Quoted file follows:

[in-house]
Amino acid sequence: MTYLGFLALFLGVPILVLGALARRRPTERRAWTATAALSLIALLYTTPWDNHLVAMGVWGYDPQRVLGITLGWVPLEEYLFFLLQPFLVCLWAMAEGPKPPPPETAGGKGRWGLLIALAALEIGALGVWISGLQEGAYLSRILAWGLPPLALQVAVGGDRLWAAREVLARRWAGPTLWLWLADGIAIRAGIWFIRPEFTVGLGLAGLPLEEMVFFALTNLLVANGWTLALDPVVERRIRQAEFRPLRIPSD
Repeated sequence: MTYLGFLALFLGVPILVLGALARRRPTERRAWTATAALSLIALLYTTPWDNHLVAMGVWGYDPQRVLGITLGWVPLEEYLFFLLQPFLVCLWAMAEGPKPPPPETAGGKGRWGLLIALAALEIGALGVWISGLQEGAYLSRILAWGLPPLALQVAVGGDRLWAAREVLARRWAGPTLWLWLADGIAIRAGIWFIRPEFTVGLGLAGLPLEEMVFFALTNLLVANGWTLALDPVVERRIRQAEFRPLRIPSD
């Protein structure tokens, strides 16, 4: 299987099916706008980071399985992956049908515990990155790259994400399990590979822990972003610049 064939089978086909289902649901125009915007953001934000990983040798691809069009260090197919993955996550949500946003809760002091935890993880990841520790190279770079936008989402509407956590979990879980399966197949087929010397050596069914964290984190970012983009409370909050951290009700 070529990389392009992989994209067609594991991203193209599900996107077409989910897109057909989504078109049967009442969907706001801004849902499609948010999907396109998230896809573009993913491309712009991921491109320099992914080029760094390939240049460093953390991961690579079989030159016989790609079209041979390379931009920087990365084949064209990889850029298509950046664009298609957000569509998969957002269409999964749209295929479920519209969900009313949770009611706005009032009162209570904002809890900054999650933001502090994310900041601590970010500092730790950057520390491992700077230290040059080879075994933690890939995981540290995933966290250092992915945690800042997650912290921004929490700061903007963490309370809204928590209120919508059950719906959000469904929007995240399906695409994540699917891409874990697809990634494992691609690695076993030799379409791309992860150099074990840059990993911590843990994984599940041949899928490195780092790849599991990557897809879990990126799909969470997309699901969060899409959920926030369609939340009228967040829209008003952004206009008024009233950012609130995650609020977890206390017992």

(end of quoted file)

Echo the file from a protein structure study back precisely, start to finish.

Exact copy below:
[in-house]
Amino acid sequence: MTYLGFLALFLGVPILVLGALARRRPTERRAWTATAALSLIALLYTTPWDNHLVAMGVWGYDPQRVLGITLGWVPLEEYLFFLLQPFLVCLWAMAEGPKPPPPETAGGKGRWGLLIALAALEIGALGVWISGLQEGAYLSRILAWGLPPLALQVAVGGDRLWAAREVLARRWAGPTLWLWLADGIAIRAGIWFIRPEFTVGLGLAGLPLEEMVFFALTNLLVANGWTLALDPVVERRIRQAEFRPLRIPSD
Repeated sequence: MTYLGFLALFLGVPILVLGALARRRPTERRAWTATAALSLIALLYTTPWDNHLVAMGVWGYDPQRVLGITLGWVPLEEYLFFLLQPFLVCLWAMAEGPKPPPPETAGGKGRWGLLIALAALEIGALGVWISGLQEGAYLSRILAWGLPPLALQVAVGGDRLWAAREVLARRWAGPTLWLWLADGIAIRAGIWFIRPEFTVGLGLAGLPLEEMVFFALTNLLVANGWTLALDPVVERRIRQAEFRPLRIPSD
């Protein structure tokens, strides 16, 4: 299987099916706008980071399985992956049908515990990155790259994400399990590979822990972003610049 064939089978086909289902649901125009915007953001934000990983040798691809069009260090197919993955996550949500946003809760002091935890993880990841520790190279770079936008989402509407956590979990879980399966197949087929010397050596069914964290984190970012983009409370909050951290009700 070529990389392009992989994209067609594991991203193209599900996107077409989910897109057909989504078109049967009442969907706001801004849902499609948010999907396109998230896809573009993913491309712009991921491109320099992914080029760094390939240049460093953390991961690579079989030159016989790609079209041979390379931009920087990365084949064209990889850029298509950046664009298609957000569509998969957002269409999964749209295929479920519209969900009313949770009611706005009032009162209570904002809890900054999650933001502090994310900041601590970010500092730790950057520390491992700077230290040059080879075994933690890939995981540290995933966290250092992915945690800042997650912290921004929490700061903007963490309370809204928590209120919508059950719906959000469904929007995240399906695409994540699917891409874990697809990634494992691609690695076993030799379409791309992860150099074990840059990993911590843990994984599940041949899928490195780092790849599991990557897809879990990126799909969470997309699901969060899409959920926030369609939340009228967040829209008003952004206009008024009233950012609130995650609020977890206390017992």